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Mental Health Within the Fitness Industry

Mental Health Within the Fitness Industry

One of the most necessary, yet least spoke about definitions of being “healthy” is the mental health/wellbeing of an individual. I am a strong believer that having a healthy mind directly correlates to a healthy body, although underneath the filters, make up and lighting it seems that this is not the case in a lot of people within the industry.


Although fitness and health can exponentially benefit those in certain mental states in many more positive ways than negative, it all comes down to attitude and how you see things, which may not always be crystal clear:

  • It can provide a constant in someone’s life, for those going through rough times, things may not always be certain and having something to get up out of bed every day for, a reason to eat, shower etc. All of these tasks may just seem like every day functions for most, but even the smallest of tasks can be mountainous to overcome with those battling mental health issues, having structure and routine to the day is crucial.


  • It can provide a new lease of confidence, seeing progress in any form is enough to put a smile on someone’s face, whether it be a new training personal best or an extra kilogram lost on the scale, a sense of accomplishment is excellent for self-esteem.


  • It can provide a goal, for those with mental health struggles, a sense of aimlessness and feeling lost is common, having something to work towards on a daily basis is an amazing distraction from the struggles of life that would usually bring someone down into a depressive state.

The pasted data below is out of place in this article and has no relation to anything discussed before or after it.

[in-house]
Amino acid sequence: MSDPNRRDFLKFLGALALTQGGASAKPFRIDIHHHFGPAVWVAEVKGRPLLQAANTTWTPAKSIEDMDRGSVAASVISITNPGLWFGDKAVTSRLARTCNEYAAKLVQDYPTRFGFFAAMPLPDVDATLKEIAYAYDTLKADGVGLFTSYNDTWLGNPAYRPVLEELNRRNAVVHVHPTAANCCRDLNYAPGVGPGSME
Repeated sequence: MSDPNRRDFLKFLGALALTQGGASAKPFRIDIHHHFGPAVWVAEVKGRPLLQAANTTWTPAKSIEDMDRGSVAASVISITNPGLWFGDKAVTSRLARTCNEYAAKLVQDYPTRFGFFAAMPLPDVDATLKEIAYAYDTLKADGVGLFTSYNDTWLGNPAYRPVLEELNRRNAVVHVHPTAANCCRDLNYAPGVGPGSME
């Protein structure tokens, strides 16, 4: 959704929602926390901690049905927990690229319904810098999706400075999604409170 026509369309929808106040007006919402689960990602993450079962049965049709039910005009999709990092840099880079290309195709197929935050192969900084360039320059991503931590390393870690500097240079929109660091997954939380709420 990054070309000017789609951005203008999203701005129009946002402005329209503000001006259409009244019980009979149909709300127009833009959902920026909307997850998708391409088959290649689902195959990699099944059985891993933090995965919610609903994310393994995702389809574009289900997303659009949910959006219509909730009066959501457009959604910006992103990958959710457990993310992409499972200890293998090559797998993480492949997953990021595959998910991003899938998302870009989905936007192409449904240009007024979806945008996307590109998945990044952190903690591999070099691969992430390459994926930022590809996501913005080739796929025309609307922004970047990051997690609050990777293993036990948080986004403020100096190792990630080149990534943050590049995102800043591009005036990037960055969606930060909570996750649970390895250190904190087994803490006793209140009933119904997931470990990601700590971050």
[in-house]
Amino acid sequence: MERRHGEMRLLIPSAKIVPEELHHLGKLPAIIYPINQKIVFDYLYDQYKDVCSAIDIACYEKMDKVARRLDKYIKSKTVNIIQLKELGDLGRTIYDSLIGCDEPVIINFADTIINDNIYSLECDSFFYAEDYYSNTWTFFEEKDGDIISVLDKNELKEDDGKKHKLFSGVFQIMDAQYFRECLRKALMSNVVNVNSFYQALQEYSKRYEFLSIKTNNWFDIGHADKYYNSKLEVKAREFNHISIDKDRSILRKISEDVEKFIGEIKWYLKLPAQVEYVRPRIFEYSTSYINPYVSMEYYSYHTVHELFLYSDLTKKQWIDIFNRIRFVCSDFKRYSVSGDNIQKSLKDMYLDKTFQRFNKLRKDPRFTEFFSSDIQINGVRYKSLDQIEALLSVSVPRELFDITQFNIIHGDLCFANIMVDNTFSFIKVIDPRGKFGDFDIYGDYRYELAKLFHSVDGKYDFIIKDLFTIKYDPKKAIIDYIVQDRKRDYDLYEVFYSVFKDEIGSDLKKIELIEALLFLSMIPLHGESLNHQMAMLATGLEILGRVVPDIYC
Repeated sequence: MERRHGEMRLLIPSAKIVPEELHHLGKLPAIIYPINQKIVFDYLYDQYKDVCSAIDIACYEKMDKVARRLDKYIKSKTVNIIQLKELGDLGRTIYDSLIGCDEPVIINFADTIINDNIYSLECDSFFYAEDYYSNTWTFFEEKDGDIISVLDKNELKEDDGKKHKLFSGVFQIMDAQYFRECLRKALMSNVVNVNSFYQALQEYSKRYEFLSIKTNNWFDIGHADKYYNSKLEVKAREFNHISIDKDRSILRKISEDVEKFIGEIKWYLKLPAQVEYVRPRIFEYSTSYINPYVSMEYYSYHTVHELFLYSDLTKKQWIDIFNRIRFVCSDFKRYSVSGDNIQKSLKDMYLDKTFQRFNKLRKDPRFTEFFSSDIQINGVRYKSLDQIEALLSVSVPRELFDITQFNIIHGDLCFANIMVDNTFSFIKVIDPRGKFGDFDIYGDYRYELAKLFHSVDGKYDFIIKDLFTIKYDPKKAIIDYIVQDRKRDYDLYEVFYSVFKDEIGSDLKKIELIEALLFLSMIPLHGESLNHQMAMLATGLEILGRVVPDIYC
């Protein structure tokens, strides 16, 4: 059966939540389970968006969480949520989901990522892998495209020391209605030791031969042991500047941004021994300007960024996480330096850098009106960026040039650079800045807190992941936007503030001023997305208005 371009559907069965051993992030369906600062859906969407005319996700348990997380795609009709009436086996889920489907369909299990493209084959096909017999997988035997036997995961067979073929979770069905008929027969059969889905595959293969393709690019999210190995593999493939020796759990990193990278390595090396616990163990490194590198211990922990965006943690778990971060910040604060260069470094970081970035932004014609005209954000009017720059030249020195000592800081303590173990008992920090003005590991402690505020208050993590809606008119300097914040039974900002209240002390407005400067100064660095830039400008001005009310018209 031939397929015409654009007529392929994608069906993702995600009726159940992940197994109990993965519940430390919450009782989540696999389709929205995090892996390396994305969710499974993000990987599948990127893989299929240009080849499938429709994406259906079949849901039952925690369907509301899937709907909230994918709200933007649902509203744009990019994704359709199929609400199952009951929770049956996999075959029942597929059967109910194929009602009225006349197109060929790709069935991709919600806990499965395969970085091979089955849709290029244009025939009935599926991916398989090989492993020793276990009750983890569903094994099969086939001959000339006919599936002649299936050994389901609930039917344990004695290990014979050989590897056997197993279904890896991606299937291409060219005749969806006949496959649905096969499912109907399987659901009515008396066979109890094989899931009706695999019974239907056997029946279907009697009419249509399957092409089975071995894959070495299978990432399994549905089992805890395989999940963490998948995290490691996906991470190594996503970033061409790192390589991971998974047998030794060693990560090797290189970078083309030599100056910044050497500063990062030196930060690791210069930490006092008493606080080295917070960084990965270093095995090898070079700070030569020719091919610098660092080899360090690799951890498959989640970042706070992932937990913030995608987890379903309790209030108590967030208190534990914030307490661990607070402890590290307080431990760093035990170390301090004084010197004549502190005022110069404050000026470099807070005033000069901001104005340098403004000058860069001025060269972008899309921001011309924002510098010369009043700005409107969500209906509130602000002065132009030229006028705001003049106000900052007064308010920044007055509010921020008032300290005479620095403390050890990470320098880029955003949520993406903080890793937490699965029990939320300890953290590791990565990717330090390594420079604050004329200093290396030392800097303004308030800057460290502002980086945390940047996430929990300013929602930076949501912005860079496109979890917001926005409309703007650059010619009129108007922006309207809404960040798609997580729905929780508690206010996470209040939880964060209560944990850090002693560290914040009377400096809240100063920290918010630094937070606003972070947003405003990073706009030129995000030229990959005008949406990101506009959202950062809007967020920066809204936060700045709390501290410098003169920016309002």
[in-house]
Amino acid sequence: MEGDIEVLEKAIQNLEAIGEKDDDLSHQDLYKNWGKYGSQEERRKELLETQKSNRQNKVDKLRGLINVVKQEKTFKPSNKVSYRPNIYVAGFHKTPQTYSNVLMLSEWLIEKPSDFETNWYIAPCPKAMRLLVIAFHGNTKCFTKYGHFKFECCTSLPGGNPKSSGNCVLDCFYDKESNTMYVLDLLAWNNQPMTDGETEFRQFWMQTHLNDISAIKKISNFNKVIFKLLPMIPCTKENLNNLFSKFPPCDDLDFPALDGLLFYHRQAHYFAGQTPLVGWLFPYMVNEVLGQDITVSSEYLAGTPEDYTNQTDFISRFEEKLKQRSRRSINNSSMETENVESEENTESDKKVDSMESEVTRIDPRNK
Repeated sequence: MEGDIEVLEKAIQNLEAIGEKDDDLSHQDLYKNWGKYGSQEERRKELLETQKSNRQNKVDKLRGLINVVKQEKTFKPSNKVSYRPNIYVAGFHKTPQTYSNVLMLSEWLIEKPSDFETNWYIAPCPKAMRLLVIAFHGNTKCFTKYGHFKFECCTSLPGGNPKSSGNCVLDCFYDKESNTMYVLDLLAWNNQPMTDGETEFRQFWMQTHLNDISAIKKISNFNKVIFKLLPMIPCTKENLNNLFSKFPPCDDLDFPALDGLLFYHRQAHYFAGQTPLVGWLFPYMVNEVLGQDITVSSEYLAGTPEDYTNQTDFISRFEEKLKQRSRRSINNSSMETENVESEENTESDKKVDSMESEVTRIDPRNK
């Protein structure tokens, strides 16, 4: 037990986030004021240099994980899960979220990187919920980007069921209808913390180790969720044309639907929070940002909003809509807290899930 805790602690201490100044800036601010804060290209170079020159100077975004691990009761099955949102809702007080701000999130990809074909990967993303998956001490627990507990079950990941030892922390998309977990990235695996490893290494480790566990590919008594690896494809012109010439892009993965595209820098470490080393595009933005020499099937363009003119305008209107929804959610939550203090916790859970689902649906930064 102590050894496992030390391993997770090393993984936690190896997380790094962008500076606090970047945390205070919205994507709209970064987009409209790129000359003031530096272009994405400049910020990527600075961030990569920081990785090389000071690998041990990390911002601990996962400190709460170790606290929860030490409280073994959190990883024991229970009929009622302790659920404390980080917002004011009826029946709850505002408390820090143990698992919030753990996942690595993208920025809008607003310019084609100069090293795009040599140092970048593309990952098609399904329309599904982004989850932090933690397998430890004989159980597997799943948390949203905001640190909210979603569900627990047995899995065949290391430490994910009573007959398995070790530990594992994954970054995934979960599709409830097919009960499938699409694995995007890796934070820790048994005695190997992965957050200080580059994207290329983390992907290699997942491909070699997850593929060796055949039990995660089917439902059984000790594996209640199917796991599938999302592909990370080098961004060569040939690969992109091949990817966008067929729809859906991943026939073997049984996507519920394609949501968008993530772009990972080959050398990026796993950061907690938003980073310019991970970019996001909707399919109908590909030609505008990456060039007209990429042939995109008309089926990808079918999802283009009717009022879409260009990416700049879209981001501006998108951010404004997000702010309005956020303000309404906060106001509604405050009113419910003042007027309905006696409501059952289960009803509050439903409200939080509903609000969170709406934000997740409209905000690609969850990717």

• It allows for social interaction, some people who have mental health struggles tend to be somewhat of a social recluse, not socializing and opening themselves up to new/old friend groups. Going to a place that has a social setting, e.g. the gym, fitness classes etc is a great way to passively socialize with people as opposed to forcing themselves into a social setting where they may feel uncomfortable such, as going for drinks with friends, this allows someone to socialize without having the pressure to actually be extensively social.


  • Exercise also produces an influx in hormones such as serotonin, known as the “happy hormone”, which directly correlates to being in a good mood.


Although there are exponential benefits to health and fitness, the online media presence aspect is one that does not supplement a healthy mindset, things such as misleading angles, filters, photoshop, lighting etc are all tools used by popular “fitness influencers” in order to portray a body image that most of the time is not attainable in a healthy way. This in turn leads to an unhealthy body image for their followers, men and women alike. Apps such as Instagram and twitter etc are available to everyone with a smartphone (which is essentially everyone) and young demographics who have access to these social media apps from a young age are being influenced into the necessity of a certain body image, leading to eating disorders, poor relationships with food, as well as an overly pessimistic and poor mental state from a very young age.

mental health talk

We will have all had our own mental healthy struggles at some point in our lives, some more severe than others, however all should be treated equally. Listed below are my five top tips for managing poor mental health:

  1. Talk-